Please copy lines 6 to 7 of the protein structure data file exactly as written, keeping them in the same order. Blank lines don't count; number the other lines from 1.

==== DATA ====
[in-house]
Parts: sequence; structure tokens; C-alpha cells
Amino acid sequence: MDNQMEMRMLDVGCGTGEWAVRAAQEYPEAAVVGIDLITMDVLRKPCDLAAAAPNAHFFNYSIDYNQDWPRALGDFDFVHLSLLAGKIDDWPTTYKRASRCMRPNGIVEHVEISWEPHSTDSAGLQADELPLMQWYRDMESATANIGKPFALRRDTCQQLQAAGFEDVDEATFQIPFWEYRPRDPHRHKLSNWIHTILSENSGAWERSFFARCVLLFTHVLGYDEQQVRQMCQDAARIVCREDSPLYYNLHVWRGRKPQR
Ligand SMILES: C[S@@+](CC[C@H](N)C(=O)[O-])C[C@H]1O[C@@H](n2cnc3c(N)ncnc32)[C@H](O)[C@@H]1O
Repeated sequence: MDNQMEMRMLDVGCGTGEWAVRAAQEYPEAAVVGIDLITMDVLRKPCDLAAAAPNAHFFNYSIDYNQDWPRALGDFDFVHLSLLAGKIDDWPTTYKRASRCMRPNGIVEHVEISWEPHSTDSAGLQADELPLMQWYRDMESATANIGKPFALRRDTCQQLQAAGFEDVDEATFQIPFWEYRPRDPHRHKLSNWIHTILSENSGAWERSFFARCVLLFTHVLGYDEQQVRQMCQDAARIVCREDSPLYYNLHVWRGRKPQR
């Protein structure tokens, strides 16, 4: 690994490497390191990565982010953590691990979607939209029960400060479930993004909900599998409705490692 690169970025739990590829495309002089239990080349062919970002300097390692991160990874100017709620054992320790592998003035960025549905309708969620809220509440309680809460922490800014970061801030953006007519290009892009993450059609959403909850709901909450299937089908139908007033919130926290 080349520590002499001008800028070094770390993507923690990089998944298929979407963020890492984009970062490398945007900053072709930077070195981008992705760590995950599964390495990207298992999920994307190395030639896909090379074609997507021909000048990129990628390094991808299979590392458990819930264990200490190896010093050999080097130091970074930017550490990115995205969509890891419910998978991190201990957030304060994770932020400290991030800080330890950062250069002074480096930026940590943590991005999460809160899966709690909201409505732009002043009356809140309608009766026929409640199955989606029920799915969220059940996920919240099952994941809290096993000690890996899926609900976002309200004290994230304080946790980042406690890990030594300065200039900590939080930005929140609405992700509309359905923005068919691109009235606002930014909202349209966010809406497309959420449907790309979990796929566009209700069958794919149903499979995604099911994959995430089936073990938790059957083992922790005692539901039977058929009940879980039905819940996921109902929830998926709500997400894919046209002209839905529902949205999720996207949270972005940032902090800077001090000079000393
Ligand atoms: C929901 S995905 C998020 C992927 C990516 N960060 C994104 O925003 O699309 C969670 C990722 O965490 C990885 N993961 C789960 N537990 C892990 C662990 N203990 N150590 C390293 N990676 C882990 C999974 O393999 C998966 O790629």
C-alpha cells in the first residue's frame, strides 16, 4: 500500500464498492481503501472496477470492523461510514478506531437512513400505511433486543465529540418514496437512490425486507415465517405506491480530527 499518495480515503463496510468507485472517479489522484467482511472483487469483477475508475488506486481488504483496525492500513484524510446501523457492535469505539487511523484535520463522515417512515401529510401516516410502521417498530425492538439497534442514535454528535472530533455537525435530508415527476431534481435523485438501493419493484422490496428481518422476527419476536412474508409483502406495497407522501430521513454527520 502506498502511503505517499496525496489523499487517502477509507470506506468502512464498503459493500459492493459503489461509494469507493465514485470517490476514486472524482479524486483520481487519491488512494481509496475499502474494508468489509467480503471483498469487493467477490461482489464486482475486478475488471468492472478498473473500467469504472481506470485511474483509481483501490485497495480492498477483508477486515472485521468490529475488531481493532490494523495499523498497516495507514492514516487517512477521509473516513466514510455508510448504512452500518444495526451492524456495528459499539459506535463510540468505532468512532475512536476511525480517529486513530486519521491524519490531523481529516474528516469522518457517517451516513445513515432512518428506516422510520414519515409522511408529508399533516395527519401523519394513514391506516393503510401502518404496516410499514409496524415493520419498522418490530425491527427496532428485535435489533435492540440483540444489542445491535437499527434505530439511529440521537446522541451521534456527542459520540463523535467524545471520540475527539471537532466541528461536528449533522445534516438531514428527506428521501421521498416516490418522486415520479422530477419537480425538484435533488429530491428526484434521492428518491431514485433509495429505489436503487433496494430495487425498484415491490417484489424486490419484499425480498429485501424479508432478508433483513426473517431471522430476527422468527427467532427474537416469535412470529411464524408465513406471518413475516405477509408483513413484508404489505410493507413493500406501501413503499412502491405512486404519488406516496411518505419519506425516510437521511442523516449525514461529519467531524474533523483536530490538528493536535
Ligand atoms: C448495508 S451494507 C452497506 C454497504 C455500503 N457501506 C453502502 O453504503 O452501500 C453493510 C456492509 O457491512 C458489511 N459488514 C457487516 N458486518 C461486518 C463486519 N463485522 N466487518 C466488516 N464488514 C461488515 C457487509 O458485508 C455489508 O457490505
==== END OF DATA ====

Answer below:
């Protein structure tokens, strides 16, 4: 690994490497390191990565982010953590691990979607939209029960400060479930993004909900599998409705490692 690169970025739990590829495309002089239990080349062919970002300097390692991160990874100017709620054992320790592998003035960025549905309708969620809220509440309680809460922490800014970061801030953006007519290009892009993450059609959403909850709901909450299937089908139908007033919130926290 080349520590002499001008800028070094770390993507923690990089998944298929979407963020890492984009970062490398945007900053072709930077070195981008992705760590995950599964390495990207298992999920994307190395030639896909090379074609997507021909000048990129990628390094991808299979590392458990819930264990200490190896010093050999080097130091970074930017550490990115995205969509890891419910998978991190201990957030304060994770932020400290991030800080330890950062250069002074480096930026940590943590991005999460809160899966709690909201409505732009002043009356809140309608009766026929409640199955989606029920799915969220059940996920919240099952994941809290096993000690890996899926609900976002309200004290994230304080946790980042406690890990030594300065200039900590939080930005929140609405992700509309359905923005068919691109009235606002930014909202349209966010809406497309959420449907790309979990796929566009209700069958794919149903499979995604099911994959995430089936073990938790059957083992922790005692539901039977058929009940879980039905819940996921109902929830998926709500997400894919046209002209839905529902949205999720996207949270972005940032902090800077001090000079000393
Ligand atoms: C929901 S995905 C998020 C992927 C990516 N960060 C994104 O925003 O699309 C969670 C990722 O965490 C990885 N993961 C789960 N537990 C892990 C662990 N203990 N150590 C390293 N990676 C882990 C999974 O393999 C998966 O790629």